“Low carb” has been all the rage for the last several years. From Atkins to South Beach, it seems like everyone knows the “benefits” of these diets.
However, I have noticed that when a client first comes to me they feel they need to “cut out all carbs”. I hear this quite a bit from people, and the idea of it makes me cringe a little.
I think the problem comes from a misunderstanding of what foods are carbs. People tend to think that carbs are strictly cookies, breads, cakes, etc. What I’ve found is that often people don’t think of fruits and vegetables as carbs, but they 100% are. Fruits and vegetables are a highly imprortant part of a healthy, sustainable diet. They provide a ton of vitamins, nutrients and minerals that are critical for our bodies to function properly and to lose body fat.
I encourage people to follow what would technically be a “low carb” diet. However I think it’s important to make this distinction-I said low carb, NOT little carb. This is a very important concept to grasp. When people typically think of a low carb diet they think of cutting out as many carbs as possible. But they’re thinking of foods as carbs, instead of thinking of food having carbs in them. So when they’re trying to reduce carb intake, they’re thinking of removing as many carb-type foods, not reducing the grams of carbs they’re ingesting.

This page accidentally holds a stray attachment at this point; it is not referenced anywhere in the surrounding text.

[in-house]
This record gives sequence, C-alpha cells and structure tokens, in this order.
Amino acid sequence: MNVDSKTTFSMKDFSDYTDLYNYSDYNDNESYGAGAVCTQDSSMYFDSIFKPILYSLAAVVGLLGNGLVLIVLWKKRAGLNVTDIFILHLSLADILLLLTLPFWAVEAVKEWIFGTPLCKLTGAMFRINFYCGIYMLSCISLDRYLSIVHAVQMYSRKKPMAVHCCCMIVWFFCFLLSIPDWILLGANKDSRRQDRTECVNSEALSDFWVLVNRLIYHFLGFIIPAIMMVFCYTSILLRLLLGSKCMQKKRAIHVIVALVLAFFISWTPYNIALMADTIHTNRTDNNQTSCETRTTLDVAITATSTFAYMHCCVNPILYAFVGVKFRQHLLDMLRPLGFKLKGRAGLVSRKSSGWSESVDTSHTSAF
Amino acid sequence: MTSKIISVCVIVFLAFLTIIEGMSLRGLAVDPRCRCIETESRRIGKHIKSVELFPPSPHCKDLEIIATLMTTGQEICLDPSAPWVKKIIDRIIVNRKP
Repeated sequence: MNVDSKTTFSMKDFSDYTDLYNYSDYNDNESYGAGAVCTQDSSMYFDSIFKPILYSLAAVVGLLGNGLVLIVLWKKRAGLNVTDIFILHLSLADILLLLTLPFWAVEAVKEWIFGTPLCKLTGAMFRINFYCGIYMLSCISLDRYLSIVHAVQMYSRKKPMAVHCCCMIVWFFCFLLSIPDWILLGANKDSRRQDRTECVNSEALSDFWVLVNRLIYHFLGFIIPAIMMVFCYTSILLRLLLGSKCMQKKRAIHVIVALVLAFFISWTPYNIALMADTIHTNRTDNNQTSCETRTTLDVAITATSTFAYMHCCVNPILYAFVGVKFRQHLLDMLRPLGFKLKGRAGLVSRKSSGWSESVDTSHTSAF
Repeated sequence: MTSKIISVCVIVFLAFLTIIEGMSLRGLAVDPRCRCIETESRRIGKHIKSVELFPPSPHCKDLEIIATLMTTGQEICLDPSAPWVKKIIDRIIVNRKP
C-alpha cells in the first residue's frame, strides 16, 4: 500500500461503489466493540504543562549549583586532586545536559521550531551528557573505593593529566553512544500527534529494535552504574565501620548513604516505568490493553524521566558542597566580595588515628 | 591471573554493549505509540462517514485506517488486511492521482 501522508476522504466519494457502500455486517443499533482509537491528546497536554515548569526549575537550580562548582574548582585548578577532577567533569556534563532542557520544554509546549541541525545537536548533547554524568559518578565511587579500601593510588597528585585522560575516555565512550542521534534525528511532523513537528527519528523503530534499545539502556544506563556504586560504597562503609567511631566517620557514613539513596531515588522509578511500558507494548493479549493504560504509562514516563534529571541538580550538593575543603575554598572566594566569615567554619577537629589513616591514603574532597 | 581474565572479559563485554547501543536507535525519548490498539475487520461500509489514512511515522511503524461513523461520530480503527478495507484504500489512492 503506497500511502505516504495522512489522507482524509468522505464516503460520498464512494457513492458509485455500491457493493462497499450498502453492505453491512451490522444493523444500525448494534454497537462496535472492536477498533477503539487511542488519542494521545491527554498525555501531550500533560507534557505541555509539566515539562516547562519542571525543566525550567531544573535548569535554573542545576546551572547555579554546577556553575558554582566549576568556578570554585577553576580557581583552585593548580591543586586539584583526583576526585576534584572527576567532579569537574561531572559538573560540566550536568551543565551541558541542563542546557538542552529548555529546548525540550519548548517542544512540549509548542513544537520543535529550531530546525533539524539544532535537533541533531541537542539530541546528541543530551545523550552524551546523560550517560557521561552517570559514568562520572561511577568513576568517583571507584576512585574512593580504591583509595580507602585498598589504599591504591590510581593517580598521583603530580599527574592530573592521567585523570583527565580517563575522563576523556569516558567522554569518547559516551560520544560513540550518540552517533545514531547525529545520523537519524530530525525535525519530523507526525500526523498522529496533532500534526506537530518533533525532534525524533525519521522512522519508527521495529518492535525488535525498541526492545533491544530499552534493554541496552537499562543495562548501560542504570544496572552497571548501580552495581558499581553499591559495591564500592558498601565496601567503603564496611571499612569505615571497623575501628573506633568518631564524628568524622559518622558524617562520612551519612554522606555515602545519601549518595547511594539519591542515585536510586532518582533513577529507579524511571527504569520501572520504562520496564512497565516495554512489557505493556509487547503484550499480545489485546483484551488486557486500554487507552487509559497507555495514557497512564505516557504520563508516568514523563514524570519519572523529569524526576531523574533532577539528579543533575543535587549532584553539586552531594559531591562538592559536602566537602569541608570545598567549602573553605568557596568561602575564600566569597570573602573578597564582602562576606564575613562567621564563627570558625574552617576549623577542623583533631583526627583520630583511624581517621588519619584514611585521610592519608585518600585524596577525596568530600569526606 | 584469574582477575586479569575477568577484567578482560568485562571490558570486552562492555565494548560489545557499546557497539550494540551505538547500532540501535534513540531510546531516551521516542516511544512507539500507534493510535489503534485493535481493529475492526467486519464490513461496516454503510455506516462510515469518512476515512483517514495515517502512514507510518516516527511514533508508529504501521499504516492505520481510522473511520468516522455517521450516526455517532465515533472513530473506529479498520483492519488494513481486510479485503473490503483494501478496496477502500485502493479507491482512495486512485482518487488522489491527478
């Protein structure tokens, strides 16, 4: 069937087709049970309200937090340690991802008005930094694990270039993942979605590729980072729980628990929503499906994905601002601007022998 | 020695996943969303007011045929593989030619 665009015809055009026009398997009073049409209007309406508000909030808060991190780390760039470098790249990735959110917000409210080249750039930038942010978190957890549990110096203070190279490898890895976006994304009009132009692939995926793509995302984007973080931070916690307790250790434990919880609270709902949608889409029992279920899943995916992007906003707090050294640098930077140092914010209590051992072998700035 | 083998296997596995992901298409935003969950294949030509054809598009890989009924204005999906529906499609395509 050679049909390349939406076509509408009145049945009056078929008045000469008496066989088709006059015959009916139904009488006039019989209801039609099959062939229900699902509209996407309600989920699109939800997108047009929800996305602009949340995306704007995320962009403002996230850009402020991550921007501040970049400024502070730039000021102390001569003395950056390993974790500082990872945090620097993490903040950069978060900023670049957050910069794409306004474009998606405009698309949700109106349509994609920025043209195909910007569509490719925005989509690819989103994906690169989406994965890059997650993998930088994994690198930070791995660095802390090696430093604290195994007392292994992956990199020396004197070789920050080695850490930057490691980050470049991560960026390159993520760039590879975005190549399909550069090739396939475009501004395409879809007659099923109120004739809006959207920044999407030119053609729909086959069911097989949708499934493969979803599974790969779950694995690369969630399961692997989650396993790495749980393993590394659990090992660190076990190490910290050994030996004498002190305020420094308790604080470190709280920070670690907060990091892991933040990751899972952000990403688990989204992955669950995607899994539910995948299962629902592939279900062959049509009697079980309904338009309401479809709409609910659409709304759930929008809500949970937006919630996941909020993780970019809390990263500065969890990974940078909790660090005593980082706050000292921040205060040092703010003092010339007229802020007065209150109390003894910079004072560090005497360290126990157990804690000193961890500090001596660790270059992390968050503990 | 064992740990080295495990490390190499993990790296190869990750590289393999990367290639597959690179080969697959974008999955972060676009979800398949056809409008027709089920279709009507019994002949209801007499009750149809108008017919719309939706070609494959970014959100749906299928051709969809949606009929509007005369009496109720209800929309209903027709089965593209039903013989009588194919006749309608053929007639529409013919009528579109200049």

For example, a typical brownie has around 240 calories to it as well as 40 grams of carbs. On the other hand, you could eat 12 cups of spinach and only take in 60 calories and 9 grams of carbs. There is a massive difference in the two foods, but people want to lump them both together as a carb and think of them similarly.
We absolutely eat far too many carbs in our society, at least far too many processed, refined, manufactured carbs. We also eat far too few natural and healthy carbs.
Liek I said before, I am a proponent of following a lower carb nutritional plan for general health, but this doesn’t mean eating very few carb foods. I encourage people to eat 2-3 pieces of fruit a day as well as a serving or two of vegetables with every meal. This means eating a whole lot of carb-type foods, but not very many grams of carbs. Using the above example, if you ate two brownies, you would take in 80 grams of carbs. You would have to eat over 36 cups of spinach to take in the same amount of grams of carbs.
10 cups of broccoli
Do you see my point?
We can eat a ton more actual food and get far fewer carbs by eating natural, raw, fruits and vegetables. Like I said, it’s important to make the distinction between eating low carb and eating little carb.